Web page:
It’s not just Adobe who has decided to offer its apps for free during the coronavirus outbreak. To all of you in isolation, Serif is offering three months of the whole Affinity suite for free. This includes Affinity Photo, Publisher and Designer, and there are also discounts for everyone who decides to buy the apps after the three-month period.
The Nik Collection has had a pretty turbulent and uncertain journey over the last few years. Google acquired it in 2012 when they bought out Nik Software to get their hands on Snapseed, but they didn’t do much with it. In 2017, Google abandoned it and had no plans to continue it beyond Adobe CC15. Just a few months later it was acquired by DxO, cleaned up, and last year they released Nik 2.
Now, DxO has announced the Nik Collection 2.5, which comes with five new film type simulations, some of which are no longer available as actual film, and added support for Affinity Photo.
I’m no stranger to the iPad. In fact, it once caused me not to get a job at an Apple store shortly after college. I was asked in an interview, “What do you think of the new iPad,” and I answered honestly (mistake number one in a job interview I would learn):
“I’m not sure how I feel about it, it doesn’t really do what I would want it to do.”
I didn’t get a call back for a second interview. Little did I know this would be the start of my rocky relationships with tablets.
In 2012 I bought refurbished a 32GB “New iPad.” With its retina screen, I told myself it would be the perfect portfolio alternative, and I could make myself look so cool by bringing a digital device to a client meeting, instead of a printed book.
Popular iPad Pro photo editing app Affinity Photo has just seen a pretty significant update. The updates and new features are the result of direct feedback from users. Serif, the company behind the app, says that there are now over a quarter of a million Affinity Photo for iPad users worldwide. They also say that this has kept them “inspired” to keep pushing the capabilities of the software and what’s possible on a mobile device.
To Adobe or not to Adobe. That is the question many photographers are asking with the spate of new image processing programs vying to “kill Photoshop.”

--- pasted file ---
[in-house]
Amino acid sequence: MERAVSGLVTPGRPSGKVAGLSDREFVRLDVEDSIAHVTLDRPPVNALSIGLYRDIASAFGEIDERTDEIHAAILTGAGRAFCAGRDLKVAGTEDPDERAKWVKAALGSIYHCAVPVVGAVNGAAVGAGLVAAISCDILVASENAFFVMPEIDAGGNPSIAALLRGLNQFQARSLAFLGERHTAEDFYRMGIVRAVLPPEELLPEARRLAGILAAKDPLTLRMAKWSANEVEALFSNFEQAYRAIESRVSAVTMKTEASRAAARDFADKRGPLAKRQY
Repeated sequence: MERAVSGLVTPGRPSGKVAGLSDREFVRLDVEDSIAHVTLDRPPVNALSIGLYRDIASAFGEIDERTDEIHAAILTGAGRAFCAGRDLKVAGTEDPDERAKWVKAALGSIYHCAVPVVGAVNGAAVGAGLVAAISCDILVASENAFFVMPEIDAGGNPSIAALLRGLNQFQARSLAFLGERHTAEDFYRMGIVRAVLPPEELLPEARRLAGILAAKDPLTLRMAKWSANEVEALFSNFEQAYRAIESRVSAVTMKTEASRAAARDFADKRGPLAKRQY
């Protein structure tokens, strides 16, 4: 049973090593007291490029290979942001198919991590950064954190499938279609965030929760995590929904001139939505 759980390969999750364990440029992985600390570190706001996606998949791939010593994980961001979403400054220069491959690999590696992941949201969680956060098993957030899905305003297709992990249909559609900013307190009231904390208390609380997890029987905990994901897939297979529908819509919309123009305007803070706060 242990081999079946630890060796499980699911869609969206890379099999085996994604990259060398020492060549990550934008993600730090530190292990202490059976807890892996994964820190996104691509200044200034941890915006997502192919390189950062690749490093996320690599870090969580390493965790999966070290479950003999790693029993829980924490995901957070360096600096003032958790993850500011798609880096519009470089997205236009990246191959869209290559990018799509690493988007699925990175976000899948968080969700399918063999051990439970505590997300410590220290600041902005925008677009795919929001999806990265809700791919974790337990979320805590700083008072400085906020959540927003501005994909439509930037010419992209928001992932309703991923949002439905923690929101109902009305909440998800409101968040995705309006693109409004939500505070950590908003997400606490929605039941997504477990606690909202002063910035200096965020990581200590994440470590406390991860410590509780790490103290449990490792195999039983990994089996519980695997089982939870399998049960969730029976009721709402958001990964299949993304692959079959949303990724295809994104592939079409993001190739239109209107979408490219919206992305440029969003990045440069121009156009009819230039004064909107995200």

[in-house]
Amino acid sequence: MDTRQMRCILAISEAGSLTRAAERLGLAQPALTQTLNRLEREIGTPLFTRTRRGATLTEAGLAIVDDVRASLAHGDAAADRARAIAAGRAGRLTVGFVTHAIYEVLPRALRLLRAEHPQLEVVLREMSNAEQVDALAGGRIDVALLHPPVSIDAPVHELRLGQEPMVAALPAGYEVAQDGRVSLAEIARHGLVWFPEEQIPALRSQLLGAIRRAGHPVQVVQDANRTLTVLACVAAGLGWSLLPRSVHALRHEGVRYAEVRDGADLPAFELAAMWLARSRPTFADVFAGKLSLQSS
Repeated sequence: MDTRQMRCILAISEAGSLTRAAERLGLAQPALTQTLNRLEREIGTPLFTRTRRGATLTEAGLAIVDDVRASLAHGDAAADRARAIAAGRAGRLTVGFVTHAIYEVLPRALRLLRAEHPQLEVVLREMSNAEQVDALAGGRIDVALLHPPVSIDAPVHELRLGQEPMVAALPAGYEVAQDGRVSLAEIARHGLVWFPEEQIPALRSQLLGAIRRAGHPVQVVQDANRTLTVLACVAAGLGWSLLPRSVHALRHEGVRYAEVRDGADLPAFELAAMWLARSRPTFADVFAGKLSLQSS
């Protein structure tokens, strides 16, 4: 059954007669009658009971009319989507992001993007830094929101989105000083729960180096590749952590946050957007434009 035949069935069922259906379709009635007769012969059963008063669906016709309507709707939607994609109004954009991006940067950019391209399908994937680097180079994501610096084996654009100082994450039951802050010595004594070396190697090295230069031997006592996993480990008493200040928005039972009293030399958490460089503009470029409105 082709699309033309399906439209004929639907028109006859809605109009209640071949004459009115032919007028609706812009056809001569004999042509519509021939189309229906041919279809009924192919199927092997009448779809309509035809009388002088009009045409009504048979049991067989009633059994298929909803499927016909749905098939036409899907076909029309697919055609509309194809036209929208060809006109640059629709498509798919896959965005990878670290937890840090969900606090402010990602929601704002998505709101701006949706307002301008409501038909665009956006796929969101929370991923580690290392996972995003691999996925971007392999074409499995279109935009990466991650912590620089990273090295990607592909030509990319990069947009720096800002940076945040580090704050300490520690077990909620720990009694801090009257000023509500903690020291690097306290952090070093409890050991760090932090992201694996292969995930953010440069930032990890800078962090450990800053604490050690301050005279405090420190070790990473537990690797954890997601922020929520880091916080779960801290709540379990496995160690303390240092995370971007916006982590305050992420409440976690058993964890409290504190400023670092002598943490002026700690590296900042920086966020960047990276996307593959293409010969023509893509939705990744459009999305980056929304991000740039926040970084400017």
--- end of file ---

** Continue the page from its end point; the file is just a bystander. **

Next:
I tested more than ten contenders as alternatives to Adobe’s image processing software, evaluating them for the specialized task of editing demanding nightscape images taken under the Milky Way, both for single still images and for time-lapses of the moving sky.
Affinity Photo for iPad has rapidly become the hot favourite for editing images on the go. It’s a fantastic piece of software that’s extremely powerful. It contains the same processing engine as the popular Mac and Windows versions, but it’s optimised for the iPad hardware. Now, Affinity Photo for iPad has been updated for the new iOS11 release.
One of the new capabilities Apple added to iOS 11 is the new Files app. The new Affinity Photo update allows you to drag and drop files from the Files app into the app itself. It means that multiple files can be dragged at once for focus stacking, HDR or making panoramas. And you can drag files straight in from emails, including PSDs, with all layers intact.
It’s been a long time coming, but Affinity Photo has finally been released for the iPad. Mac users have had Affinity Photo for a good while now, and Windows users finally got their hands on it last year. And Affinity Photo for iPad uses the exact same backend as the desktop versions. But fully optimised to take advantage of the iPad’s hardware and touch capabilities.
If the trailer’s anything to go by, Affinity Photo’s debut onto the iPad looks like it’s one heck of an app.
The wait is over, Affinity Photo for Windows is here. Now Windows users can enjoy the benefits Mac users have taken advantage of for over a year. Not only is it now multi-platform, but it comes with a v1.5 update for the Mac, too. This adds a whole host of new and updated features to the software.
For Mac users, one of the big additions is support for the new MacBook Pro TouchBar. Along with HDR, 360° image editing, batch processing, focus merge, and a whole bunch more, Affinity Photo now has Macro support. Photoshop actions are hugely useful for serious Photoshop users, so it’s nice to finally see their equivalent implemented in Affinity Photo.
How does one begin to give a first glance on the supposed Photoshop Killer that is Affinity Photo? I’m a windows guy, and wanted to test it ever since it was announced. Finally, there is a windows beta out there that I could download for free and take it for a spin. I’ve decided to keep this as focused as possible in order to be both useful and friendly to your time.
Initially announced a few months ago, Affinity Photo for Windows has been anxiously awaited. Today, it’s finally here in the form of a completely free public beta. Hailed as the only real potential competitor to Photoshop, Affinity Photo’s Windows debut opens it up to a much wider audience. With the current cost of “free” lasting throughout the public beta period, it will be interesting to see how many are won over.
Affinity Photo for the Mac has received many favourable reviews, and it was chosen as Apple’s “App of the Year” in 2015. So, it already has a pretty strong following. Having had a brief play with the beta myself, it does take some getting used to if you’ve been using Photoshop for a couple of decades. But, it’s fairly easy to get used to the differences in layout and workflow.